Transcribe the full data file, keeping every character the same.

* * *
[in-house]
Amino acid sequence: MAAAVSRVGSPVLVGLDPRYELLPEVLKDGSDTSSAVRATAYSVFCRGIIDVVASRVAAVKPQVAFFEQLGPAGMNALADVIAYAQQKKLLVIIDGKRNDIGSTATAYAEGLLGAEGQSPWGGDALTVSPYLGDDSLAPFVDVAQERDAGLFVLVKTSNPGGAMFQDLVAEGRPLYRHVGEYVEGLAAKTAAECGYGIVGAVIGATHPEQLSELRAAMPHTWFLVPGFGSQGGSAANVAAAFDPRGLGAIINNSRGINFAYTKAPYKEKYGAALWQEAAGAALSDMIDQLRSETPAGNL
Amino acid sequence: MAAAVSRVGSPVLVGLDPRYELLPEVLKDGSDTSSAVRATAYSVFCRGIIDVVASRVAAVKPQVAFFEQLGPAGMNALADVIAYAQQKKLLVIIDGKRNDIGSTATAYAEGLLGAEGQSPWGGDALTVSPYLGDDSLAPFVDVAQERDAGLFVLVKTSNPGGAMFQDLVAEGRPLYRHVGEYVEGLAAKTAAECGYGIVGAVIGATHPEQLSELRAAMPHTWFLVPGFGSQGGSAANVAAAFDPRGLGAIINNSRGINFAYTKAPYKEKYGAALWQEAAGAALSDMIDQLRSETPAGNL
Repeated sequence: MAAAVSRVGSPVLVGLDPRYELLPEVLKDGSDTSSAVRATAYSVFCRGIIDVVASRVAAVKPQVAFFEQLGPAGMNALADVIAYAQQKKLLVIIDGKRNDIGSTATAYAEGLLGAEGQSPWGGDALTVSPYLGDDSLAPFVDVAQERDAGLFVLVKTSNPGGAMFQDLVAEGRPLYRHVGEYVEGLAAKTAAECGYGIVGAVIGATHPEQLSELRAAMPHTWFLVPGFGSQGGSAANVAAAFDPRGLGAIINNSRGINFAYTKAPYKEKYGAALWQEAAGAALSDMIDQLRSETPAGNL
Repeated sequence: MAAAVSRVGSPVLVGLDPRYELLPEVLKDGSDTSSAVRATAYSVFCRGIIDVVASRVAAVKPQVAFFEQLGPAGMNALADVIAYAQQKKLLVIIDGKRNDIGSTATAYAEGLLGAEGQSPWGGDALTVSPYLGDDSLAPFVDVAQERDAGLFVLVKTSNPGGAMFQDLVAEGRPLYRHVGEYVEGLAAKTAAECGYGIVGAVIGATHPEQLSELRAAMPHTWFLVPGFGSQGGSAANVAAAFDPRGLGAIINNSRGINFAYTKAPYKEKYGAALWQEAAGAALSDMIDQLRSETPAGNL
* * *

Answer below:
[in-house]
Amino acid sequence: MAAAVSRVGSPVLVGLDPRYELLPEVLKDGSDTSSAVRATAYSVFCRGIIDVVASRVAAVKPQVAFFEQLGPAGMNALADVIAYAQQKKLLVIIDGKRNDIGSTATAYAEGLLGAEGQSPWGGDALTVSPYLGDDSLAPFVDVAQERDAGLFVLVKTSNPGGAMFQDLVAEGRPLYRHVGEYVEGLAAKTAAECGYGIVGAVIGATHPEQLSELRAAMPHTWFLVPGFGSQGGSAANVAAAFDPRGLGAIINNSRGINFAYTKAPYKEKYGAALWQEAAGAALSDMIDQLRSETPAGNL
Amino acid sequence: MAAAVSRVGSPVLVGLDPRYELLPEVLKDGSDTSSAVRATAYSVFCRGIIDVVASRVAAVKPQVAFFEQLGPAGMNALADVIAYAQQKKLLVIIDGKRNDIGSTATAYAEGLLGAEGQSPWGGDALTVSPYLGDDSLAPFVDVAQERDAGLFVLVKTSNPGGAMFQDLVAEGRPLYRHVGEYVEGLAAKTAAECGYGIVGAVIGATHPEQLSELRAAMPHTWFLVPGFGSQGGSAANVAAAFDPRGLGAIINNSRGINFAYTKAPYKEKYGAALWQEAAGAALSDMIDQLRSETPAGNL
Repeated sequence: MAAAVSRVGSPVLVGLDPRYELLPEVLKDGSDTSSAVRATAYSVFCRGIIDVVASRVAAVKPQVAFFEQLGPAGMNALADVIAYAQQKKLLVIIDGKRNDIGSTATAYAEGLLGAEGQSPWGGDALTVSPYLGDDSLAPFVDVAQERDAGLFVLVKTSNPGGAMFQDLVAEGRPLYRHVGEYVEGLAAKTAAECGYGIVGAVIGATHPEQLSELRAAMPHTWFLVPGFGSQGGSAANVAAAFDPRGLGAIINNSRGINFAYTKAPYKEKYGAALWQEAAGAALSDMIDQLRSETPAGNL
Repeated sequence: MAAAVSRVGSPVLVGLDPRYELLPEVLKDGSDTSSAVRATAYSVFCRGIIDVVASRVAAVKPQVAFFEQLGPAGMNALADVIAYAQQKKLLVIIDGKRNDIGSTATAYAEGLLGAEGQSPWGGDALTVSPYLGDDSLAPFVDVAQERDAGLFVLVKTSNPGGAMFQDLVAEGRPLYRHVGEYVEGLAAKTAAECGYGIVGAVIGATHPEQLSELRAAMPHTWFLVPGFGSQGGSAANVAAAFDPRGLGAIINNSRGINFAYTKAPYKEKYGAALWQEAAGAALSDMIDQLRSETPAGNL